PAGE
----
Posted under whale watches
This won’t be as long a post as the title might have you think. While I have indeed been out on 6 trips now, the first four were not terribly newsworthy.
My season kicked off, as it often does, in Provincetown over Memorial Day Weekend. I did three trips over as many days with the Dolphin Fleet. While whale activity had been pretty good in the month leading up, a big nor’easter off the coast a bit before the weekend seemed to have moved much of the activity quite a ways off shore. We also had a fair bit of fog that weekend which made things a little challenging. Notable sighting of the weekend was Bayou, the 2006 calf of Trident. Bayou now sports a damaged right fluke from a propellor injury, making it an easy fluke to ID. I saw Bayou as a calf but didn’t know until this trip about the injury.
Next trip, July 1, on Yankee Fleet out of Gloucester. We went north to Jeffreys Ledge where there had been reports of a fair amount of activity. We didn’t find any of that on this day, and spent time with some fin whales instead. While they tend to be notoriously hard to watch because they move quickly and don’t ‘do’ as much at the surface, we did get some good looks.
Things finally got exciting on July 16. I did two trips out of Gloucester that day, the first on Cape Ann Whale Watch (with naturalists from Ocean Alliance) thanks to a Groupon and the second on Capt Bill and Sons (naturalists from the Whale Center of New England). The big action is down off Provincetown right now, so that’s where both trips went. True to form for whale watching, each trip was quite different while also being quite good.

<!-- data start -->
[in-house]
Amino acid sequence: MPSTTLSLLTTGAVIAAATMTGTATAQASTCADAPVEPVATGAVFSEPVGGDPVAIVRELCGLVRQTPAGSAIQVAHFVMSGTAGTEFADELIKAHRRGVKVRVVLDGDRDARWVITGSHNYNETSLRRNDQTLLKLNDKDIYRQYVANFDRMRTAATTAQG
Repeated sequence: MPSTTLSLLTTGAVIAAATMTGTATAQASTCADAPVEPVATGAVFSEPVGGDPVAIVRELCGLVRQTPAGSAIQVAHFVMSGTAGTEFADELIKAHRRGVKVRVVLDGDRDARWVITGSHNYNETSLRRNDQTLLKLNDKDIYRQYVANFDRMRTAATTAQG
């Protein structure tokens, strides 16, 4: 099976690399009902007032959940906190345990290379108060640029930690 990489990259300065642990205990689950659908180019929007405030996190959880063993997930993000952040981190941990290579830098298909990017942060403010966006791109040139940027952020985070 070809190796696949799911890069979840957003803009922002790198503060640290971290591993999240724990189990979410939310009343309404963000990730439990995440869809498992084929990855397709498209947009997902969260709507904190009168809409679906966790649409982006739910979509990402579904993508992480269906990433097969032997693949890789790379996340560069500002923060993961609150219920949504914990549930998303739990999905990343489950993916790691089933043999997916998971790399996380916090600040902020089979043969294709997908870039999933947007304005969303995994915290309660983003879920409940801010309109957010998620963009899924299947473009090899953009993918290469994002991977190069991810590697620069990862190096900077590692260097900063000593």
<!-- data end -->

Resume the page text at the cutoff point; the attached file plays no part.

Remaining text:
In the morning on Cape Ann WW, we spent most of our trip with a couple of juvenile humpbacks who pretty much mugged the boat. We were unable to move for about 45 minutes because they were hanging out right under the back end of the boat. Not that we minded – we were getting great looks! Got my first close up photo of a whale’s eye (too bad the eye was closed) and Greenbean, one of the juvies, made a point of splashing the boat with its flukes from only about 20-30 feet away, if that.
Later that same day on Captain Bill’s, we returned to the SE corner of Stellwagen. Didn’t see any of the same whales from the morning, but we did have some active adults, including Echo and Tectonic traveling togeher. They seem to be one of Stellwagen’s great enduring ‘friendships’, coming together often over the years like Salt and Cardhu are known to do. Leah, the naturalist, reported that National Geographic had worked with the Whale Center to attach a critter cam to Echo and the resulting footage showed her and Tectonic (a male) working very well together under water in their hunt for food. Echo treated us to a breach too, which I managed to catch (even if distantly). Other whales we found on this trip included Pele, Alphorn, Jabiru and Sloop.
Photos coming soon, I promise, as well as another post about a trip on 3 August.